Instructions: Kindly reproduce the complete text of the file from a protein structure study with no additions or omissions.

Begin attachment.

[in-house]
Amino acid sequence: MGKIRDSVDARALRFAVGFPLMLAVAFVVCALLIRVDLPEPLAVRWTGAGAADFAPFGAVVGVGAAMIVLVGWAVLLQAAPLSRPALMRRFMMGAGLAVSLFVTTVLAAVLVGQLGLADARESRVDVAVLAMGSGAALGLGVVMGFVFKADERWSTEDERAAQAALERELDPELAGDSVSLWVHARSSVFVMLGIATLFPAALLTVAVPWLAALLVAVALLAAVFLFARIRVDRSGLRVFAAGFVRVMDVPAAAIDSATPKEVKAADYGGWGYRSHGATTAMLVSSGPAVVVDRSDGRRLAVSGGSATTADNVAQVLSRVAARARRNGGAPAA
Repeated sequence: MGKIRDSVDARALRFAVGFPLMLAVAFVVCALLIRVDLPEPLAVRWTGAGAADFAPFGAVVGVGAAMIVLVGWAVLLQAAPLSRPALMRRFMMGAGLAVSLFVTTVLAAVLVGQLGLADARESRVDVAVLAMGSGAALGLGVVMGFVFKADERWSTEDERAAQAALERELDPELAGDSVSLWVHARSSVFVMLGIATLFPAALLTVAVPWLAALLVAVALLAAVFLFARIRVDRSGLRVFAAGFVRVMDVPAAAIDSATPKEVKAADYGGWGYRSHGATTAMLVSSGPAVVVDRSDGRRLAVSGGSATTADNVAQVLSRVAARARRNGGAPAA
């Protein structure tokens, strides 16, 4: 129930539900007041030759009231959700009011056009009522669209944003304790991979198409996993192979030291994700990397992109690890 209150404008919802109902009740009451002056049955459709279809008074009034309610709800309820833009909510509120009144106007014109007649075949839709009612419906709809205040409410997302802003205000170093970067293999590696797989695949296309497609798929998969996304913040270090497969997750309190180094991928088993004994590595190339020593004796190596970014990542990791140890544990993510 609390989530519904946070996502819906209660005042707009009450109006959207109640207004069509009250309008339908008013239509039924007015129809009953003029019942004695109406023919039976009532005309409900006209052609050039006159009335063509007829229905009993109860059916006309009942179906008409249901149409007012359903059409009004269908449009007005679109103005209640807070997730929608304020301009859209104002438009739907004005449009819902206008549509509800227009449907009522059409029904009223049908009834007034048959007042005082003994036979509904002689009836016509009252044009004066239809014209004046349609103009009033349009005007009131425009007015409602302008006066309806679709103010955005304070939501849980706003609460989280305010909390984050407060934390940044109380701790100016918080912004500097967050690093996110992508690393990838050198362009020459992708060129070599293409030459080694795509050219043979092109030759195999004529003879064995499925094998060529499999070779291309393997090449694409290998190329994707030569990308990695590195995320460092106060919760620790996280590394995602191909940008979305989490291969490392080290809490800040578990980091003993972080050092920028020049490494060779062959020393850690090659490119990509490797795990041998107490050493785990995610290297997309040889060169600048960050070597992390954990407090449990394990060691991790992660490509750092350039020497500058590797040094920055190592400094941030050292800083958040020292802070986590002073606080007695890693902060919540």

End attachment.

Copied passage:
[in-house]
Amino acid sequence: MGKIRDSVDARALRFAVGFPLMLAVAFVVCALLIRVDLPEPLAVRWTGAGAADFAPFGAVVGVGAAMIVLVGWAVLLQAAPLSRPALMRRFMMGAGLAVSLFVTTVLAAVLVGQLGLADARESRVDVAVLAMGSGAALGLGVVMGFVFKADERWSTEDERAAQAALERELDPELAGDSVSLWVHARSSVFVMLGIATLFPAALLTVAVPWLAALLVAVALLAAVFLFARIRVDRSGLRVFAAGFVRVMDVPAAAIDSATPKEVKAADYGGWGYRSHGATTAMLVSSGPAVVVDRSDGRRLAVSGGSATTADNVAQVLSRVAARARRNGGAPAA
Repeated sequence: MGKIRDSVDARALRFAVGFPLMLAVAFVVCALLIRVDLPEPLAVRWTGAGAADFAPFGAVVGVGAAMIVLVGWAVLLQAAPLSRPALMRRFMMGAGLAVSLFVTTVLAAVLVGQLGLADARESRVDVAVLAMGSGAALGLGVVMGFVFKADERWSTEDERAAQAALERELDPELAGDSVSLWVHARSSVFVMLGIATLFPAALLTVAVPWLAALLVAVALLAAVFLFARIRVDRSGLRVFAAGFVRVMDVPAAAIDSATPKEVKAADYGGWGYRSHGATTAMLVSSGPAVVVDRSDGRRLAVSGGSATTADNVAQVLSRVAARARRNGGAPAA
């Protein structure tokens, strides 16, 4: 129930539900007041030759009231959700009011056009009522669209944003304790991979198409996993192979030291994700990397992109690890 209150404008919802109902009740009451002056049955459709279809008074009034309610709800309820833009909510509120009144106007014109007649075949839709009612419906709809205040409410997302802003205000170093970067293999590696797989695949296309497609798929998969996304913040270090497969997750309190180094991928088993004994590595190339020593004796190596970014990542990791140890544990993510 609390989530519904946070996502819906209660005042707009009450109006959207109640207004069509009250309008339908008013239509039924007015129809009953003029019942004695109406023919039976009532005309409900006209052609050039006159009335063509007829229905009993109860059916006309009942179906008409249901149409007012359903059409009004269908449009007005679109103005209640807070997730929608304020301009859209104002438009739907004005449009819902206008549509509800227009449907009522059409029904009223049908009834007034048959007042005082003994036979509904002689009836016509009252044009004066239809014209004046349609103009009033349009005007009131425009007015409602302008006066309806679709103010955005304070939501849980706003609460989280305010909390984050407060934390940044109380701790100016918080912004500097967050690093996110992508690393990838050198362009020459992708060129070599293409030459080694795509050219043979092109030759195999004529003879064995499925094998060529499999070779291309393997090449694409290998190329994707030569990308990695590195995320460092106060919760620790996280590394995602191909940008979305989490291969490392080290809490800040578990980091003993972080050092920028020049490494060779062959020393850690090659490119990509490797795990041998107490050493785990995610290297997309040889060169600048960050070597992390954990407090449990394990060691991790992660490509750092350039020497500058590797040094920055190592400094941030050292800083958040020292802070986590002073606080007695890693902060919540």